The season for Sorrows and Joys

W. Gifford-Jones MD and Diana Gifford-Jones – Common Sense Health

Why is it that the scariest and toughest illnesses occur at the festive time of year? Instead of family gatherings at home with music and merriment, for some people the holidays involve hushed tones at the bedside in a hospital.

It may have started as nothing serious. An ache. Maybe stomach flu. But when symptoms turn serious, getting to an emergency room is not to be delayed.

One common cause of trouble is the appendix. This odd, little finger-shaped organ was poorly understood in medical history until more recent times. The fact that a ruptured appendix could be removed without apparent implications for the patient had doctors convinced it was an evolutionary leftover. More recent research suggests it functions as a “saferoom” for good bacteria – ready to replenish the gut as part of the immune response to heal infections.

But when the appendix itself gets infected by bacteria, viruses, parasites or fungi, the tube that normally is about 4 inches long can become acutely inflamed. Pain can come on quickly and be severe.

For the doctor, sometimes the diagnosis can be as easy as rolling off a log. But at other times, it takes the wisdom of Solomon. Every surgeon knows the abdomen can offer astounding surprises. The pain of an infected abdomen can be similar to a perforated hernia in the large bowl. Or to cancer. Or, in a woman, a twisted ovarian cyst.

Claudius Amyand removed the first appendix at St. Georges Hospital in London, England, in 1736.  But confusion reigned for many years on how to treat this disease.

For instance, records show that one New York surgeon just stitched up the small hole in the appendix. Another surgeon merely straightened out the kinks in the organ. If these patients survived, it was with the help of the Almighty!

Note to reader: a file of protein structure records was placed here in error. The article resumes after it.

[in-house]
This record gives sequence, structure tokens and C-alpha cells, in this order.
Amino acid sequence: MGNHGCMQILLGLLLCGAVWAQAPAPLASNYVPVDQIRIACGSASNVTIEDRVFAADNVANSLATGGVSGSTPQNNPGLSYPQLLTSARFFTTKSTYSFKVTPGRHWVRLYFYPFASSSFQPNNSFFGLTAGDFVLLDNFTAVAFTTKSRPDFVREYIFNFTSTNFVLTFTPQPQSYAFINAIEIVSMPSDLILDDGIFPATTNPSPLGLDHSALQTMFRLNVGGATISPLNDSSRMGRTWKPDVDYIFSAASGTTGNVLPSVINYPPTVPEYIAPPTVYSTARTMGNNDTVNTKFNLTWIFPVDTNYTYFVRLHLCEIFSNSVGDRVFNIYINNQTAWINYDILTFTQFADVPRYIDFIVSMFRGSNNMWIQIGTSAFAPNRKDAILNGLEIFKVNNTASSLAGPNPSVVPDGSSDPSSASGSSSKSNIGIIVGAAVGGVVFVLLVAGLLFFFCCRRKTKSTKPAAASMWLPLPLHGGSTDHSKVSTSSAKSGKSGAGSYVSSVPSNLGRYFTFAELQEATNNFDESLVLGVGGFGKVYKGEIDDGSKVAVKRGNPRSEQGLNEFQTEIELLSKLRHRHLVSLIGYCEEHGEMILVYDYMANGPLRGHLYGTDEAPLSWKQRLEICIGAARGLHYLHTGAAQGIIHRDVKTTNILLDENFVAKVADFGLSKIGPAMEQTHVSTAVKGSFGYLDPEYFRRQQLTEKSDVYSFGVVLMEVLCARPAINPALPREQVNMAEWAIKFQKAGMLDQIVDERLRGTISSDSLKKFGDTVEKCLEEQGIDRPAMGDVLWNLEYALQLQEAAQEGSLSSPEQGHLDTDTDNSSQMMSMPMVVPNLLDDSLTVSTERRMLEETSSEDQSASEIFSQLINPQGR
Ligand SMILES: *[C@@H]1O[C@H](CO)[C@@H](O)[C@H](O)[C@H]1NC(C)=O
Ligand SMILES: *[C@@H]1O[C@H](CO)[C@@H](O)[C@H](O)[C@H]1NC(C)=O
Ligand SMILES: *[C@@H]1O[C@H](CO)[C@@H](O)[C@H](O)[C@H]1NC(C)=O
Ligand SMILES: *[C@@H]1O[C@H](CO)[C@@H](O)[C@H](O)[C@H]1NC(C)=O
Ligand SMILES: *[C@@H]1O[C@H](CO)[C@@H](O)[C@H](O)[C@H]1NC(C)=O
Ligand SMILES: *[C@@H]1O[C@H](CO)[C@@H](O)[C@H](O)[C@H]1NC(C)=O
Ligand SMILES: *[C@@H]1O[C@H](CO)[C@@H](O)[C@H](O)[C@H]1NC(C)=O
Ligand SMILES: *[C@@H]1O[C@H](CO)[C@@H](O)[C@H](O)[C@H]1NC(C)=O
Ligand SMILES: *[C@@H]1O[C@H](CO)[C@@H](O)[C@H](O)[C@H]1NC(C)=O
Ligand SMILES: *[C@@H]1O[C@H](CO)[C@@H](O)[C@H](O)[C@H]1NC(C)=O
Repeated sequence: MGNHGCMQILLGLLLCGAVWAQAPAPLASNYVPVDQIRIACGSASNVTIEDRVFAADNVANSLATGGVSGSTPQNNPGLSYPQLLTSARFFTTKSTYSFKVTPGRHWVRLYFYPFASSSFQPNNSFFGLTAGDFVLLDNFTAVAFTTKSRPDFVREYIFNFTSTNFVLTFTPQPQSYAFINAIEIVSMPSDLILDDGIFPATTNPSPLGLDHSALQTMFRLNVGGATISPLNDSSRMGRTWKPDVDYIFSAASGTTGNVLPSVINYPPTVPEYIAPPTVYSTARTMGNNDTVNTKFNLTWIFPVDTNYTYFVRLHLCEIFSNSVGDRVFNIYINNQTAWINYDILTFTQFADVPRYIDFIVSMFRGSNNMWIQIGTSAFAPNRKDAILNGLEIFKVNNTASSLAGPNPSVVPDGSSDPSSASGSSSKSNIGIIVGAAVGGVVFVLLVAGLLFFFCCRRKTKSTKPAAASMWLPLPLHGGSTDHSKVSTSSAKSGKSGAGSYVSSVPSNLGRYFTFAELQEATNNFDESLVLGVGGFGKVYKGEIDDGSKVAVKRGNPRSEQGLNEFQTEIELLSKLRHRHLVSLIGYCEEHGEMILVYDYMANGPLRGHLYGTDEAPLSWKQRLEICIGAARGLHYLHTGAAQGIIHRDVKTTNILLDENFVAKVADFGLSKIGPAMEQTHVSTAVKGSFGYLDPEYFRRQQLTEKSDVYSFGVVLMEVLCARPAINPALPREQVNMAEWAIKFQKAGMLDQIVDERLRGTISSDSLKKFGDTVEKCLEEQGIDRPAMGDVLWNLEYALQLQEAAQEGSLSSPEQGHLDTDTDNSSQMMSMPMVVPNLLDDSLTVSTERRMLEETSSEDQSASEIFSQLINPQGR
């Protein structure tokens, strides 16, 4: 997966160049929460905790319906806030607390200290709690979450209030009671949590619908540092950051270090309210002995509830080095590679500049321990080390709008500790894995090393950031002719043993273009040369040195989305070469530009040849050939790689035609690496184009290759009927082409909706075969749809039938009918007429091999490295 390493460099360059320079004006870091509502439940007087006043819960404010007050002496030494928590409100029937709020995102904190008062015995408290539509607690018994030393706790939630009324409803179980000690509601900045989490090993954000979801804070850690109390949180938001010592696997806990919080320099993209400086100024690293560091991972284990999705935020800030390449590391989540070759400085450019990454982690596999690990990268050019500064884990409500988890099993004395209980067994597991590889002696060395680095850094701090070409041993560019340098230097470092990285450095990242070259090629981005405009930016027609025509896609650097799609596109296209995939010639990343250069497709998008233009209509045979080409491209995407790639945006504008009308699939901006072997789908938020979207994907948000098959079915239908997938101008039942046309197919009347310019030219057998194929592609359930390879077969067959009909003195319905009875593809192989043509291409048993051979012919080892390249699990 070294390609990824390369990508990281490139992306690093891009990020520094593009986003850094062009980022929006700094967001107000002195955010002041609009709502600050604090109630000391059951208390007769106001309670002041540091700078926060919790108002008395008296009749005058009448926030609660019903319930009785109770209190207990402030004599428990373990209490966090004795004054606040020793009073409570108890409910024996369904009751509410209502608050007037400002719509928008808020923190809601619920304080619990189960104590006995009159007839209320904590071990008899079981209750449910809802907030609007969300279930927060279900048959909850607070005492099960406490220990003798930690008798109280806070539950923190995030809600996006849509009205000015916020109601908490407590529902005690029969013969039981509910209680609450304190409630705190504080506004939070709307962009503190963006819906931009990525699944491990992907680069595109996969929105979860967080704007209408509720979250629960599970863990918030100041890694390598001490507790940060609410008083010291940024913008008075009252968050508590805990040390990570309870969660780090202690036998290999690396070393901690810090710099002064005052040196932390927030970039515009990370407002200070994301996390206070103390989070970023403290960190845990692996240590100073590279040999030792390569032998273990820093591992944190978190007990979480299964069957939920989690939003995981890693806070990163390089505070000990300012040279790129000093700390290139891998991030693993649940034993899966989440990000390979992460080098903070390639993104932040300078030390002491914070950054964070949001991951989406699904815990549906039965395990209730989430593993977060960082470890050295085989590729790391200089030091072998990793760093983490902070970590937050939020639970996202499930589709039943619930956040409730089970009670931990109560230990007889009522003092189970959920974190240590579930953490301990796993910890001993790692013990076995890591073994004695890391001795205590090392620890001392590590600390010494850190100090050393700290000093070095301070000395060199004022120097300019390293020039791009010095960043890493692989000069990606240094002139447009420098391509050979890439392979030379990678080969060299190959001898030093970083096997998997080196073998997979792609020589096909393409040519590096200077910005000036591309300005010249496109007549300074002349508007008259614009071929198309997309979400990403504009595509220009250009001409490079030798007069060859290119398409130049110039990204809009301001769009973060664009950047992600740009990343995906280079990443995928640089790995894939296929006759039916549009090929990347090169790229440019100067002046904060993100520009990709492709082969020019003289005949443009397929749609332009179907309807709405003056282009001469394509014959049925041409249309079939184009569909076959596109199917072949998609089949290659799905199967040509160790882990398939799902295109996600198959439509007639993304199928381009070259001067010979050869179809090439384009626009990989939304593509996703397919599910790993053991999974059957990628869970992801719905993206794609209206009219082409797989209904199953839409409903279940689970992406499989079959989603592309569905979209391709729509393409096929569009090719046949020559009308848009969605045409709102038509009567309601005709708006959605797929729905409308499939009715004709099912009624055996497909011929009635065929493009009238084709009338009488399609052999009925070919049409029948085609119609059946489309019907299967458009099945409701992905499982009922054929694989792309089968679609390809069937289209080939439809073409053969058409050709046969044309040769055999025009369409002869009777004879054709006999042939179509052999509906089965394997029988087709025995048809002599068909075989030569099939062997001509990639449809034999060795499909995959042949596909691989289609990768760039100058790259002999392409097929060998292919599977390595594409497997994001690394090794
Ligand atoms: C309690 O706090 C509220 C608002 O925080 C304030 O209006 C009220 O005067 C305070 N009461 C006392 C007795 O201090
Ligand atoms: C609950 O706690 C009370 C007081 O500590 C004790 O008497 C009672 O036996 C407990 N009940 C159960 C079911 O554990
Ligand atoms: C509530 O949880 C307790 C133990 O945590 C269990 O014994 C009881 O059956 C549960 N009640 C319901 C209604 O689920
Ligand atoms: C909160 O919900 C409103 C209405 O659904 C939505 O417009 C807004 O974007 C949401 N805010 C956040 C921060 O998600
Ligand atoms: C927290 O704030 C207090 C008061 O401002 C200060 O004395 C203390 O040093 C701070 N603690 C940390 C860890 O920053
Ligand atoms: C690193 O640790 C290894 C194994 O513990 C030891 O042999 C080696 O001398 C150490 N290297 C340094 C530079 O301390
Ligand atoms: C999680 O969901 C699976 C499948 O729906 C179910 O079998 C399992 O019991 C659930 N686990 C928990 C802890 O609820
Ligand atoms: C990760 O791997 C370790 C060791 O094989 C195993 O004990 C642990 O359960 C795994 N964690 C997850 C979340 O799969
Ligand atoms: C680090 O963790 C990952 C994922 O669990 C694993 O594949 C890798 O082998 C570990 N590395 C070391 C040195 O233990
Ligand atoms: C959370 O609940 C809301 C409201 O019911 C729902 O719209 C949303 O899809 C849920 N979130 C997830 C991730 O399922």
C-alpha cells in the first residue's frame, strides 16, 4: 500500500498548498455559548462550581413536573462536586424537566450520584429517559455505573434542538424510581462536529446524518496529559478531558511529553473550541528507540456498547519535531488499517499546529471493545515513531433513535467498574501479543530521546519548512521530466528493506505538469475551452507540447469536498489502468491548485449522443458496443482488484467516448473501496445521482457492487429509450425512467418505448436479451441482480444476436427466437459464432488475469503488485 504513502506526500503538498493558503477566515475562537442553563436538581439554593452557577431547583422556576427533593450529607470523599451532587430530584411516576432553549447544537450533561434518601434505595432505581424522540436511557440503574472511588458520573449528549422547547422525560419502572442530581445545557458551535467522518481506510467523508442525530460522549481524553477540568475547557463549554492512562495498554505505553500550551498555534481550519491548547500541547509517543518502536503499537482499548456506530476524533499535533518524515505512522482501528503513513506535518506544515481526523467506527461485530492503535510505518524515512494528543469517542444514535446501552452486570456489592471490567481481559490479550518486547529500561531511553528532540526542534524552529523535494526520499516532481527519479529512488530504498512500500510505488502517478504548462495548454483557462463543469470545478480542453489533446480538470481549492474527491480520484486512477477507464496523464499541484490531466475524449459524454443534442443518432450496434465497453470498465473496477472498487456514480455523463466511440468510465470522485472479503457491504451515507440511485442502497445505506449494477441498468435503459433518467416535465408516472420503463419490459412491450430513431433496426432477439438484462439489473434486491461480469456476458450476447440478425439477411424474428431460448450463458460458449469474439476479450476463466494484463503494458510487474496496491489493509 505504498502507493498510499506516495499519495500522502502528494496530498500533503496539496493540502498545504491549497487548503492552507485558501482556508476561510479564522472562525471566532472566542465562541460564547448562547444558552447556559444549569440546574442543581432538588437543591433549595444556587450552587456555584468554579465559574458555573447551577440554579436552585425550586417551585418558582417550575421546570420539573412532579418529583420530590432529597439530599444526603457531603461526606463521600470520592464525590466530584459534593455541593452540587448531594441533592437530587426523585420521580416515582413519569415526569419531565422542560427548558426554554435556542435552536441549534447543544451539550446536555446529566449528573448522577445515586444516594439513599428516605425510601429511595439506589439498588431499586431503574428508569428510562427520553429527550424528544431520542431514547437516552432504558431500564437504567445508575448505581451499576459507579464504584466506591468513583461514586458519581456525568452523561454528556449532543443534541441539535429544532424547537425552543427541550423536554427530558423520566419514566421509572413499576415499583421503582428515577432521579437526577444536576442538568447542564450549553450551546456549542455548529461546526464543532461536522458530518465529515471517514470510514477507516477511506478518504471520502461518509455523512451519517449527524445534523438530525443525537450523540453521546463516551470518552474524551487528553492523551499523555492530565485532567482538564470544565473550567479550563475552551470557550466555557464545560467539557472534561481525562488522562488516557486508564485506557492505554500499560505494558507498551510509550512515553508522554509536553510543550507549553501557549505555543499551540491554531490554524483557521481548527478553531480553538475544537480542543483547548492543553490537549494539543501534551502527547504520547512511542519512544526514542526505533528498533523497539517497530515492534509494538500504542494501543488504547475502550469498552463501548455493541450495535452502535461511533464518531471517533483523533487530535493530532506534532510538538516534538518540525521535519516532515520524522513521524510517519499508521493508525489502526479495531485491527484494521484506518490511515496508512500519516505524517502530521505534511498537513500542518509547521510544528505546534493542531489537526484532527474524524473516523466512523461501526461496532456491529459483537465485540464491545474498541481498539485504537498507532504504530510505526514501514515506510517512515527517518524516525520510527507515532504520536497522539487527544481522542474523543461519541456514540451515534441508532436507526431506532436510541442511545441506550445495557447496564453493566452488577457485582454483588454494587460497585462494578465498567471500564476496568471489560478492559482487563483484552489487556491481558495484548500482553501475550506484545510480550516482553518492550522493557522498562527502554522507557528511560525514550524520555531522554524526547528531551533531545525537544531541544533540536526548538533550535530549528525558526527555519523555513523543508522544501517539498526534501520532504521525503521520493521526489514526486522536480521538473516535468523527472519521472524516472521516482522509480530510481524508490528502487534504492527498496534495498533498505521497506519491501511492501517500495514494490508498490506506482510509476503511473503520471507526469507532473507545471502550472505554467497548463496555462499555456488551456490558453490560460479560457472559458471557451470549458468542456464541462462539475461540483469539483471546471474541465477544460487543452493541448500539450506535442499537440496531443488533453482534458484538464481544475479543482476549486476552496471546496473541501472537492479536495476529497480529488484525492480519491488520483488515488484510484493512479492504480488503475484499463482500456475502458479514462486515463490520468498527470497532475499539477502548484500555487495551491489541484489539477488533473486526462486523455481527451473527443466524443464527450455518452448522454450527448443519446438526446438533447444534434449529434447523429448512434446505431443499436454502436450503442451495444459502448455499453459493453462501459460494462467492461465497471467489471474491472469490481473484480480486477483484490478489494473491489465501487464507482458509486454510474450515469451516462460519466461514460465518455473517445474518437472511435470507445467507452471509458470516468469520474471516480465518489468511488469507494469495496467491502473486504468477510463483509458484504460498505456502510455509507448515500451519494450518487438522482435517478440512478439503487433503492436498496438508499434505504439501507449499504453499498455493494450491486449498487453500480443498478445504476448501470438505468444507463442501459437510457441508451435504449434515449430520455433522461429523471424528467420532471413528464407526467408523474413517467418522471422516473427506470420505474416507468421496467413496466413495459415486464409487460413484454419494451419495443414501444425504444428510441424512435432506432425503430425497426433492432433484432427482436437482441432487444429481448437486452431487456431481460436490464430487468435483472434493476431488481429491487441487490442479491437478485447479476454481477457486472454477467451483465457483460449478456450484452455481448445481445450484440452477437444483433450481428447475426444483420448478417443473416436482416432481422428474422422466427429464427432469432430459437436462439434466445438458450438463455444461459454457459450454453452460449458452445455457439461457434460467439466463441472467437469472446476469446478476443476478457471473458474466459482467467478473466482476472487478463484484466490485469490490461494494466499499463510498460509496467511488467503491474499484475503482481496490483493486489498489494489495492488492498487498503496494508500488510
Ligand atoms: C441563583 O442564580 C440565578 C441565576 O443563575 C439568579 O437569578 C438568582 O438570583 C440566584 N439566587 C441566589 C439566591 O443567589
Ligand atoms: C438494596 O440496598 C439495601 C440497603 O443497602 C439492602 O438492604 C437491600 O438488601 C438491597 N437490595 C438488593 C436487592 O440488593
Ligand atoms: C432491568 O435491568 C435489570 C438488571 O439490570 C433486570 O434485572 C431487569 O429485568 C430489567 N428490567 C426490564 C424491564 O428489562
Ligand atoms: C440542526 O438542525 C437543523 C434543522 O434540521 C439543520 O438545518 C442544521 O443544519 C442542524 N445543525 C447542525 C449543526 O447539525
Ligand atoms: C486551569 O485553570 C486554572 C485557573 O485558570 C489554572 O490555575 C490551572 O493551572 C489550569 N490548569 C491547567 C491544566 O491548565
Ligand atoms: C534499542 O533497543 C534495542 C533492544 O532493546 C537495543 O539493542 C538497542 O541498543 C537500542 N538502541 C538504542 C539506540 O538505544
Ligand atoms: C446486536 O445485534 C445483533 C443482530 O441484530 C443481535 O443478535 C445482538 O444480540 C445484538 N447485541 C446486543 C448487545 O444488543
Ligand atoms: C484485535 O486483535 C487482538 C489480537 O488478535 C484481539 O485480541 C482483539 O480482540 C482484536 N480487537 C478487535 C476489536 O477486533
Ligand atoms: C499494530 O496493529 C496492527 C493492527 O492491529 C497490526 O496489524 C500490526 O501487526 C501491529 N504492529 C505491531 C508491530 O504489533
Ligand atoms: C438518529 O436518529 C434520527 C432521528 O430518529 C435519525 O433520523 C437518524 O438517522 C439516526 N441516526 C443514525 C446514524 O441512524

In our family, it was the Christmas of 1946 when a long trip home from Europe by a much-loved father involved the terrible pain of a ruptured appendix. The delay in getting to the hospital resulted in peritonitis and the terrifying possibility of death. New availability of penicillin made the difference, and after a few harrowing days, the near tragedy was averted.

Today, somewhere between 5 to 9 people out of every 100 will develop appendicitis at some point in their lives. It’s more common in males and usually occurs in people in their teens or early adulthood. But it can happen in people of any age.

How do you know if that pain in your gut is a serious case of appendicitis or the other common problem of abdominal gas? First, mind the location. Appendicitis involves dull pain near the navel and upper or lower abdomen that can shift to sudden pain in the lower right side of the abdomen. The pain will worsen with coughing, walking, or other jarring movements. Abdominal gas will not normally leave the patient doubled over in pain, curled up on the floor, and unable to move.

Call for medical help and get to the emergency room if you suspect the appendix.

The good news is that when diagnosed correctly and treated promptly, the patient is likely to be mended and back home soon.

Not all people who fall ill are as lucky. During this year’s holiday season, we’ll be thinking of those who are spending time in hospital fighting an illness and unsure of the prognosis. To them and their families, and with thanks to the people caring for them, we wish all the best for recovery and a healthy year ahead.

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